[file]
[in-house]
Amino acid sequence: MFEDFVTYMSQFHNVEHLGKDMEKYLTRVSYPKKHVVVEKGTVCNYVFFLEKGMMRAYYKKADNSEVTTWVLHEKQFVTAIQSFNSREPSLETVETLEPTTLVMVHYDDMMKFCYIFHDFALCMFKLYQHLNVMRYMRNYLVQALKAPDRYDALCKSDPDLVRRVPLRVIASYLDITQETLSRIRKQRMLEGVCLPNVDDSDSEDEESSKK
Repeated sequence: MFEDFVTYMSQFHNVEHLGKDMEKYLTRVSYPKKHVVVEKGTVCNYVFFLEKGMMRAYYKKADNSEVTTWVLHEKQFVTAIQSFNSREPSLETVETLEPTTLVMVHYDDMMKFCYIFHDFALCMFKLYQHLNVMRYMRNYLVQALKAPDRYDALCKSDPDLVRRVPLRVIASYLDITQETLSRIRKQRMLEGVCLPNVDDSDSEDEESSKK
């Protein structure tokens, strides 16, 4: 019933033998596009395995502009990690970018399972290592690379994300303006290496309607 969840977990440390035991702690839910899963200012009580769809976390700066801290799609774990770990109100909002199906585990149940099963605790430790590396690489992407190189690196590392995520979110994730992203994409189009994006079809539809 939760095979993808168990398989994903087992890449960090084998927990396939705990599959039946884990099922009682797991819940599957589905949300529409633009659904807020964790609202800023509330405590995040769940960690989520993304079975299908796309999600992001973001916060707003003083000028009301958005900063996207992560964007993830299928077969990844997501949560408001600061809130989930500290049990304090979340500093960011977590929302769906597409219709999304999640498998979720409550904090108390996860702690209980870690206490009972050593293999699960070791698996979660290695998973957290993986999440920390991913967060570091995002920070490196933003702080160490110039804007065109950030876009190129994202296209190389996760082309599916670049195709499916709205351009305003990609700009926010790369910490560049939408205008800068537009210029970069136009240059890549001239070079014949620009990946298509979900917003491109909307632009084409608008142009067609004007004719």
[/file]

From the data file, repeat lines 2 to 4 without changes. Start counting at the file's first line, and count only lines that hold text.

Amino acid sequence: MFEDFVTYMSQFHNVEHLGKDMEKYLTRVSYPKKHVVVEKGTVCNYVFFLEKGMMRAYYKKADNSEVTTWVLHEKQFVTAIQSFNSREPSLETVETLEPTTLVMVHYDDMMKFCYIFHDFALCMFKLYQHLNVMRYMRNYLVQALKAPDRYDALCKSDPDLVRRVPLRVIASYLDITQETLSRIRKQRMLEGVCLPNVDDSDSEDEESSKK
Repeated sequence: MFEDFVTYMSQFHNVEHLGKDMEKYLTRVSYPKKHVVVEKGTVCNYVFFLEKGMMRAYYKKADNSEVTTWVLHEKQFVTAIQSFNSREPSLETVETLEPTTLVMVHYDDMMKFCYIFHDFALCMFKLYQHLNVMRYMRNYLVQALKAPDRYDALCKSDPDLVRRVPLRVIASYLDITQETLSRIRKQRMLEGVCLPNVDDSDSEDEESSKK
């Protein structure tokens, strides 16, 4: 019933033998596009395995502009990690970018399972290592690379994300303006290496309607 969840977990440390035991702690839910899963200012009580769809976390700066801290799609774990770990109100909002199906585990149940099963605790430790590396690489992407190189690196590392995520979110994730992203994409189009994006079809539809 939760095979993808168990398989994903087992890449960090084998927990396939705990599959039946884990099922009682797991819940599957589905949300529409633009659904807020964790609202800023509330405590995040769940960690989520993304079975299908796309999600992001973001916060707003003083000028009301958005900063996207992560964007993830299928077969990844997501949560408001600061809130989930500290049990304090979340500093960011977590929302769906597409219709999304999640498998979720409550904090108390996860702690209980870690206490009972050593293999699960070791698996979660290695998973957290993986999440920390991913967060570091995002920070490196933003702080160490110039804007065109950030876009190129994202296209190389996760082309599916670049195709499916709205351009305003990609700009926010790369910490560049939408205008800068537009210029970069136009240059890549001239070079014949620009990946298509979900917003491109909307632009084409608008142009067609004007004719």